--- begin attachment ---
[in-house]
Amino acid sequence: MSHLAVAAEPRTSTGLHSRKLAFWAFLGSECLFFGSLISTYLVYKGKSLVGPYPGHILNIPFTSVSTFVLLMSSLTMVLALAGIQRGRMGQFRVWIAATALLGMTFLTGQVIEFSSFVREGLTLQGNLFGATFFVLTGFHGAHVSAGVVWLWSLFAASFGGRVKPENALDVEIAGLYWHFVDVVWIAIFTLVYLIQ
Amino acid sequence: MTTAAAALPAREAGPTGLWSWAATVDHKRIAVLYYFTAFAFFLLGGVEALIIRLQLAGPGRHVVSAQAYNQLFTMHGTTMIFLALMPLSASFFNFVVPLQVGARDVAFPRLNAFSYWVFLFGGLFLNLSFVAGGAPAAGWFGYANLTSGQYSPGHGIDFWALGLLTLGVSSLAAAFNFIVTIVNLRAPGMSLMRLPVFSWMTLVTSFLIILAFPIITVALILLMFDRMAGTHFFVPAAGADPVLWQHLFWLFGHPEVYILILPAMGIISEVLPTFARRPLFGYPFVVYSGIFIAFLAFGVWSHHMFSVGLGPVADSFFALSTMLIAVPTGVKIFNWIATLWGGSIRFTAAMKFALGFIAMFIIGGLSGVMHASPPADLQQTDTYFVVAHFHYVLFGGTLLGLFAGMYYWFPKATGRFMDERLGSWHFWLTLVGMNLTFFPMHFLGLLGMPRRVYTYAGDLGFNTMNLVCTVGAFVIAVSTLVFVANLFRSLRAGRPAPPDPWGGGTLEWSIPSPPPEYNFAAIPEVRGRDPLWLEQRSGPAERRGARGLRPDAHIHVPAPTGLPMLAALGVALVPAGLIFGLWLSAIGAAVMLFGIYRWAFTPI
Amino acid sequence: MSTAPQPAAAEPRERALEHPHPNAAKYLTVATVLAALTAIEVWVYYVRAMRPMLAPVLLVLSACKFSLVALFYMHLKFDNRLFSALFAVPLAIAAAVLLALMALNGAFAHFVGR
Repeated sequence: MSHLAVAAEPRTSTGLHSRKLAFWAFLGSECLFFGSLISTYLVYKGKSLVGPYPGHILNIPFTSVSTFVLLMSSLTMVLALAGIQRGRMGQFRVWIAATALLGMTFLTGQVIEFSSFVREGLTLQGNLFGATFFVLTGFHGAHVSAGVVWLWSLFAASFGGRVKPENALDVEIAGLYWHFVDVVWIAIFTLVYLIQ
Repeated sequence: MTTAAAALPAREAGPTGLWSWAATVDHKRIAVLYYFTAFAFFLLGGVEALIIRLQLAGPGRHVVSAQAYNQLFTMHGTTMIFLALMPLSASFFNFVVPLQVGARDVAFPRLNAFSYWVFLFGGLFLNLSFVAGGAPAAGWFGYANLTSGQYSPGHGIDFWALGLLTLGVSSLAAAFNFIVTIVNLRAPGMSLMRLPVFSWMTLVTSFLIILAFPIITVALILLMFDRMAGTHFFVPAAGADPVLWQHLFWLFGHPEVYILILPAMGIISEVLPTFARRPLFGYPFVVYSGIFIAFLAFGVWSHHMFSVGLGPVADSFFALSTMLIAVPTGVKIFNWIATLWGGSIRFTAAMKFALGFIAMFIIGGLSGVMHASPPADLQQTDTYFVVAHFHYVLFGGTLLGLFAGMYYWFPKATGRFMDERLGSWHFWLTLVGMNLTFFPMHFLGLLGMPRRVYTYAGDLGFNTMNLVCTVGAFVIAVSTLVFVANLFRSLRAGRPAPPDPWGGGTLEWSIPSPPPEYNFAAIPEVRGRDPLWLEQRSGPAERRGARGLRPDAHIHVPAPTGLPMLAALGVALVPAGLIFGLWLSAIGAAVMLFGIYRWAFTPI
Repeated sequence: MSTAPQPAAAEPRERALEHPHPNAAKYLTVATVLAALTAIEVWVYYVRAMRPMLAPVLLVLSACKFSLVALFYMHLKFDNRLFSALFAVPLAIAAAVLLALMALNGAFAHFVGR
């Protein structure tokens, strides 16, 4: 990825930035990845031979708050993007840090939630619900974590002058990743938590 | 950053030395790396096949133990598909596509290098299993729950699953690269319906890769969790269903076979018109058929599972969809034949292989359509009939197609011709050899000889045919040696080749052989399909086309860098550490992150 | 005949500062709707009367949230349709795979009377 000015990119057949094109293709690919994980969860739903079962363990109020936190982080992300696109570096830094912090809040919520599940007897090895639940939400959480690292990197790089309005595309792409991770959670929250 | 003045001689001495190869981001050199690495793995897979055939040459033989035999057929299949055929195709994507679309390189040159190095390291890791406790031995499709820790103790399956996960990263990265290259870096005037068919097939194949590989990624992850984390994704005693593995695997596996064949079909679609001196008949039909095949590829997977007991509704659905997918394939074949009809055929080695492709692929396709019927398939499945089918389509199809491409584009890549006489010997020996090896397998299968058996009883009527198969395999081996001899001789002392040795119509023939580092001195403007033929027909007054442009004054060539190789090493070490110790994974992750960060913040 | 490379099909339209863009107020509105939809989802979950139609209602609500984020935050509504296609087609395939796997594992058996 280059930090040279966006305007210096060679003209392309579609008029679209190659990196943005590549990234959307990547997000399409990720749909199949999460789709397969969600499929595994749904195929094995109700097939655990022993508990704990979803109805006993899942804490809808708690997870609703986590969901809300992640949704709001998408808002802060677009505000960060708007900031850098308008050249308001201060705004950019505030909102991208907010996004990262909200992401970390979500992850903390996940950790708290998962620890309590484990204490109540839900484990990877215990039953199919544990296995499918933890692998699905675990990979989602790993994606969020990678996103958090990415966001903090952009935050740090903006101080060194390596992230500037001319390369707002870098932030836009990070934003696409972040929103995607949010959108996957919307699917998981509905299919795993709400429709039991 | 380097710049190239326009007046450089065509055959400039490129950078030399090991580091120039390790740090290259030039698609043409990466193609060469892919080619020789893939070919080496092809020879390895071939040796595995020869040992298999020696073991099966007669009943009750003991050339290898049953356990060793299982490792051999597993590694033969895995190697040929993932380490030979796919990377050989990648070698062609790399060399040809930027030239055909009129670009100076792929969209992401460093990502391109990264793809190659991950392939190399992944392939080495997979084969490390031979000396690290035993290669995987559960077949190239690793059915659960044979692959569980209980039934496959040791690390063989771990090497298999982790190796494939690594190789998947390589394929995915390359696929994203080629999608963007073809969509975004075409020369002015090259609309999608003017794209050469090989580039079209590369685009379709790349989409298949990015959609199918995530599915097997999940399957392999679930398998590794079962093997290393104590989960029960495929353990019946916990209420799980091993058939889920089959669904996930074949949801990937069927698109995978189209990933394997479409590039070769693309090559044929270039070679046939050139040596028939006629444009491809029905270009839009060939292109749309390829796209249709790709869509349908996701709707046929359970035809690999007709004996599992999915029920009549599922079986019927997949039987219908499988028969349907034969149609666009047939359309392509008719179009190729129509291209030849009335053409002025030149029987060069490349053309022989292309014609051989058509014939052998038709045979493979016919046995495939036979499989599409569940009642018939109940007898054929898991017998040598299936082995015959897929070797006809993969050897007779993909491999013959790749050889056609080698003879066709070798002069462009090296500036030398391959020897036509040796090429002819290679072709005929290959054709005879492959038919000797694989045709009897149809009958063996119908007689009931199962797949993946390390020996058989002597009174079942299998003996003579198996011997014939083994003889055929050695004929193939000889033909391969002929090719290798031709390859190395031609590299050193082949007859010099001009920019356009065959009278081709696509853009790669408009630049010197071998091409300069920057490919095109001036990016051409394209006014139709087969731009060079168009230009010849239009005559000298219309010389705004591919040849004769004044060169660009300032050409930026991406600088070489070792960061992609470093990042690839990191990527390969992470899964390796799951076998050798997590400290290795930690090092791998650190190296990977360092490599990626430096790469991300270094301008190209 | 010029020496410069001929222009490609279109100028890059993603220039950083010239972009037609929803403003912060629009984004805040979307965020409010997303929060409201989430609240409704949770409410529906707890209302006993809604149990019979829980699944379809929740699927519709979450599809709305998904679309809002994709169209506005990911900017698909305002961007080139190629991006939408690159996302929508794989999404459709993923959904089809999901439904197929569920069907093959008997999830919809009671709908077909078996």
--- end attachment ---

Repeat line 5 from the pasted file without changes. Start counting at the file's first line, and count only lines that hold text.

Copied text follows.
Repeated sequence: MSHLAVAAEPRTSTGLHSRKLAFWAFLGSECLFFGSLISTYLVYKGKSLVGPYPGHILNIPFTSVSTFVLLMSSLTMVLALAGIQRGRMGQFRVWIAATALLGMTFLTGQVIEFSSFVREGLTLQGNLFGATFFVLTGFHGAHVSAGVVWLWSLFAASFGGRVKPENALDVEIAGLYWHFVDVVWIAIFTLVYLIQ